Pakistan Flood 2022
Enabling enhanced flood risk management for more accurate and targeted mitigation measures.
In a nutshell
- Climate change poses numerous challenges to predicting changes in weather patterns and consequently it makes flood risk management more complex.
- The Destination Earth Data Lake (DEDL) facilitates disaster response and mitigation actions through accurate data analysis from multiple sources. An example of the services provided by the DestinE Data Lake is the disaster response assessment following the flood in Pakistan in 2022.
- The DestinE Data Lake is expected to enhance the flood risk management by leveraging data analysis and predicting modelling capabilities that will in turn help to formulate a more targeted disaster response.
The Destination Earth Data Lake (DEDL) combines disparate data sources in one large virtual database. Moreover, this virtual database comes with a set of tools that facilitates the search for relevant resources as well as the analysis of data by performing computationally expensive operations close to the data source. These tools are used to showcase the following “what-if” scenario:
“A disaster management expert is called to assess what the flood risk of the Indus River plain is if heavy rainfall continues in the next days. The expert wants to make use of the DestinE Data Lake services Discovery and Data Access as well as the Stack Service for big data processing to deduce information about areas under risk to trigger mitigation actions. Analyzing data from several resources provided via DestinE Data Lake, such as data of human settlements as well as rainfall data, is used to generate maps for flood risk mapping. This ensures efficient planning of mitigating measures, such as targeted evacuation plans.”
This dedicated use case serves as an example of how the service provided by DestinE Data Lake could have helped with a disaster response assessment during the 2022 Pakistan flood.
Data Sources used:
In this use case, data is retrieved from the EU-funded Copernicus Emergency Management Service (CEMS), the European Centre for Medium-Range Weather Forecasts (ECMWF), the Copernicus Digital Elevation Model (COP-DEM)) and the Global Human Settlement (GHS) layer.
- The CEMS catalogue is used to obtain Global Flood Monitoring (GFM) data. The GFM data product is a worldwide flood monitoring system which consists of microwave imaging data and is acquired by EU’s Copernicus Sentinel-1 satellites. Microwave imaging is a technique that is relatively unaffected by cloud cover and is especially sensitive to variations in near surface water content. This type of data has been successively employed to monitor flooding. The binary data consists of daily measurement with a 20m by 20m spatial resolution which indicate whether a pixel has been flooded or not.
- The ECMWF catalogue is used to obtain the multi-decadal ERA5-Land dataset. This product is a reanalysis dataset that gives insight in the seasonal variation of land variables by averaging data over multiple decades with a 9 km spatial resolution. The ERA5-Land data is retrieved to estimate the risk of further flooding for next several days by aggregating precipitation on a 20m by 20m spatial grid. This dataset is for demonstration purposes only, and will be replaced with a high resolution rainfall prediction dataset in the future.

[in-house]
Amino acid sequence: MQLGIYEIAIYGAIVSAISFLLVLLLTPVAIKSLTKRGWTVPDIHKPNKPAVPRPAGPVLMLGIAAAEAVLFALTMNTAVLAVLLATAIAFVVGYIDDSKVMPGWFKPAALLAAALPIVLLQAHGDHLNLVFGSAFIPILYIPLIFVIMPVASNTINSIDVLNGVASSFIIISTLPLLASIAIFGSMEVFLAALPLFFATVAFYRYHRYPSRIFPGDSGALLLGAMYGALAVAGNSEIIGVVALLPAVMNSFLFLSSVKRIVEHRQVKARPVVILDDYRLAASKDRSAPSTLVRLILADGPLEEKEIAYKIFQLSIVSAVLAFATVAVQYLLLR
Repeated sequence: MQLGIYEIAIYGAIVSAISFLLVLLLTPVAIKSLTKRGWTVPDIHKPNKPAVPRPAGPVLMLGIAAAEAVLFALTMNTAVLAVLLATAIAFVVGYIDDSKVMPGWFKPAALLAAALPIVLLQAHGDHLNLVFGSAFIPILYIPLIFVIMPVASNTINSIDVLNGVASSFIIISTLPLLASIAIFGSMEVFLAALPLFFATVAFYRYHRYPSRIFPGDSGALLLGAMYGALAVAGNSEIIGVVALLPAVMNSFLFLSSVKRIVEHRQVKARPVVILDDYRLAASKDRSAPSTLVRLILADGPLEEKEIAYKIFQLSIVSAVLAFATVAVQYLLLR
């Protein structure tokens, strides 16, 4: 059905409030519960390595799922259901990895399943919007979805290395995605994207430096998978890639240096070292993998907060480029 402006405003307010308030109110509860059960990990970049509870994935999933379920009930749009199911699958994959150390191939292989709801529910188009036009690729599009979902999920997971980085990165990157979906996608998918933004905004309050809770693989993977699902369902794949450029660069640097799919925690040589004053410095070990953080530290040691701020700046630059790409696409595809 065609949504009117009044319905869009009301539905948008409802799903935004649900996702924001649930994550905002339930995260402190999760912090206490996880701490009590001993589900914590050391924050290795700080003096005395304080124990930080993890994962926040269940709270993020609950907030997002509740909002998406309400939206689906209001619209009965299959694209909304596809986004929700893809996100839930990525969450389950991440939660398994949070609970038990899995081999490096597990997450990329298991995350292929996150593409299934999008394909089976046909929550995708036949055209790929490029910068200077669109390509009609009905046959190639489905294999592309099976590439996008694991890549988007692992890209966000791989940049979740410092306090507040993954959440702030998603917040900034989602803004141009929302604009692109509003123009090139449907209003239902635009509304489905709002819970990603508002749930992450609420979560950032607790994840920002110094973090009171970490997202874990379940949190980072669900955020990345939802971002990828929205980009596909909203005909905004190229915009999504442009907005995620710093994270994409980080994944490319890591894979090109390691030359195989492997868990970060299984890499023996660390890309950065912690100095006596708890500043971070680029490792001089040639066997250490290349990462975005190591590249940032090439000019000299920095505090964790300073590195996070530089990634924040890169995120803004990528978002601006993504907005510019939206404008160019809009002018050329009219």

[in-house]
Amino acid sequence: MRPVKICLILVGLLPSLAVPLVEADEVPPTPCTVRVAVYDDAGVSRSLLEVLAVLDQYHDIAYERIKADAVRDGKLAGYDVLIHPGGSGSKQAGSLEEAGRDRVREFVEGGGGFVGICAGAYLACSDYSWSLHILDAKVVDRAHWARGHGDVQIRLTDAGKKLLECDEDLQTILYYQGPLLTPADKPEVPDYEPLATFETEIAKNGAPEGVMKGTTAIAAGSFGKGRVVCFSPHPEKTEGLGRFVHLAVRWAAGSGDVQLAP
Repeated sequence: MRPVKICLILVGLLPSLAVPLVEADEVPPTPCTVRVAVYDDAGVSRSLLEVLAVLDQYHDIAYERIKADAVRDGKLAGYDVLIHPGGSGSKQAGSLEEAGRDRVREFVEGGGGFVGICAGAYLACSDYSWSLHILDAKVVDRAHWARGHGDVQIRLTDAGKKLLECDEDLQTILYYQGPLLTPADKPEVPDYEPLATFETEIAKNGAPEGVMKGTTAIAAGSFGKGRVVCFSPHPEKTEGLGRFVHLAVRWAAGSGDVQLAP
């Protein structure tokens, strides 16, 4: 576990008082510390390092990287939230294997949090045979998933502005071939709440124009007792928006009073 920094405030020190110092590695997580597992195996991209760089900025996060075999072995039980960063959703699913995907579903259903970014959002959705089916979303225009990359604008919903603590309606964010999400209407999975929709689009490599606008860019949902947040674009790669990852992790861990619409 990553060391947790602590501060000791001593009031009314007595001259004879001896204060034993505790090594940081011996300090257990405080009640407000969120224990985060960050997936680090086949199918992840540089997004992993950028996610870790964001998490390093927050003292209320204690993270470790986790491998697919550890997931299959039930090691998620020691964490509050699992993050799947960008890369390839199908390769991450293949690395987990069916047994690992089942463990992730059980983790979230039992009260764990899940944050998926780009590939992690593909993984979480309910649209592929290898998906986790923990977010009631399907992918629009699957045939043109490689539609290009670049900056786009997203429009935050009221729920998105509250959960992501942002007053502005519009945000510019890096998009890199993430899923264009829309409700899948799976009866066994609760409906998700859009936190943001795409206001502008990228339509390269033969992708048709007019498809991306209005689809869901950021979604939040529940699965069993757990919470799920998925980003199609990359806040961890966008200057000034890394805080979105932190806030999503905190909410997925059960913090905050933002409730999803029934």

- The Copernicus DEM data is used highlight the low-lying areas around the Indus river under the highest risk of flooding. This product consists of radar data acquired during the TanDEM-X mission between 2011 and 2015.
- The Global Human Settelment (GHS) layer is used to make a risk assessment for flooding of regional settlements. THE GHS-BUILT-S data provides a yearly measure of built-up surfaces on a 10m by 10m spatial grid. The product is a composite dataset consisting of Landsat (MSS, TM, ETM sensor) and Sentinel-2 imaging and represents the square meters of built-up surface in a cell.
Enhanced flood risk management in general can have far-reaching positive impacts on both communities and ecosystems. By employing advanced technology, predictive modeling, and comprehensive planning, the potential devastation caused by floods can be significantly mitigated. Efficient flood risk management enables timely and targeted response measures, reducing the risk of loss of life, property damage, and disruption of essential services. Furthermore, enhanced flood risk management strategies contribute to the overall resilience of communities, fostering a better-prepared and adaptive populace.
Beyond the immediate human impact, improved flood risk management can also benefit ecosystems and natural habitats. Sustainable management practices can help preserve wetlands and natural drainage systems, mitigating the adverse effects of urbanization on water absorption and runoff. Additionally, the conservation of natural landscapes plays a crucial role in maintaining biodiversity and ecosystem health. Overall, an enhanced approach to flood risk management not only safeguards human lives and property but also promotes the long-term sustainability and resilience of both urban and natural environments.